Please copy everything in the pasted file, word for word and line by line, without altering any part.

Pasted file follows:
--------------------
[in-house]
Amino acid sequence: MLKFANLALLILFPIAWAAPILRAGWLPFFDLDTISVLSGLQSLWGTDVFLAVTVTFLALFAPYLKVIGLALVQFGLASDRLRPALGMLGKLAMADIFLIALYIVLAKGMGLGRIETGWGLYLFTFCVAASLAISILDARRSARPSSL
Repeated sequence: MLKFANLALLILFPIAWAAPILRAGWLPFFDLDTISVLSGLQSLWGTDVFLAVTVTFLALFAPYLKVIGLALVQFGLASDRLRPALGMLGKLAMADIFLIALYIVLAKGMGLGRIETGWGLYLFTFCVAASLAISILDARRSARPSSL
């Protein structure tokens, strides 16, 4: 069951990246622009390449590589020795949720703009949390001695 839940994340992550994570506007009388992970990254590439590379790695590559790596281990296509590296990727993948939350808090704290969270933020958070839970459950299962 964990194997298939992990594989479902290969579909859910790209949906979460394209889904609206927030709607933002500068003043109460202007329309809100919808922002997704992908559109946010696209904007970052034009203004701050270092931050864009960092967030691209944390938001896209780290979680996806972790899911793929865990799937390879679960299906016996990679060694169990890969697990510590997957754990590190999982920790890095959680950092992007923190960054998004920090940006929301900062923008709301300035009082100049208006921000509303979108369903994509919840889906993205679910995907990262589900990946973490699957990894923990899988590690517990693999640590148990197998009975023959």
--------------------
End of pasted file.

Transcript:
[in-house]
Amino acid sequence: MLKFANLALLILFPIAWAAPILRAGWLPFFDLDTISVLSGLQSLWGTDVFLAVTVTFLALFAPYLKVIGLALVQFGLASDRLRPALGMLGKLAMADIFLIALYIVLAKGMGLGRIETGWGLYLFTFCVAASLAISILDARRSARPSSL
Repeated sequence: MLKFANLALLILFPIAWAAPILRAGWLPFFDLDTISVLSGLQSLWGTDVFLAVTVTFLALFAPYLKVIGLALVQFGLASDRLRPALGMLGKLAMADIFLIALYIVLAKGMGLGRIETGWGLYLFTFCVAASLAISILDARRSARPSSL
């Protein structure tokens, strides 16, 4: 069951990246622009390449590589020795949720703009949390001695 839940994340992550994570506007009388992970990254590439590379790695590559790596281990296509590296990727993948939350808090704290969270933020958070839970459950299962 964990194997298939992990594989479902290969579909859910790209949906979460394209889904609206927030709607933002500068003043109460202007329309809100919808922002997704992908559109946010696209904007970052034009203004701050270092931050864009960092967030691209944390938001896209780290979680996806972790899911793929865990799937390879679960299906016996990679060694169990890969697990510590997957754990590190999982920790890095959680950092992007923190960054998004920090940006929301900062923008709301300035009082100049208006921000509303979108369903994509919840889906993205679910995907990262589900990946973490699957990894923990899988590690517990693999640590148990197998009975023959």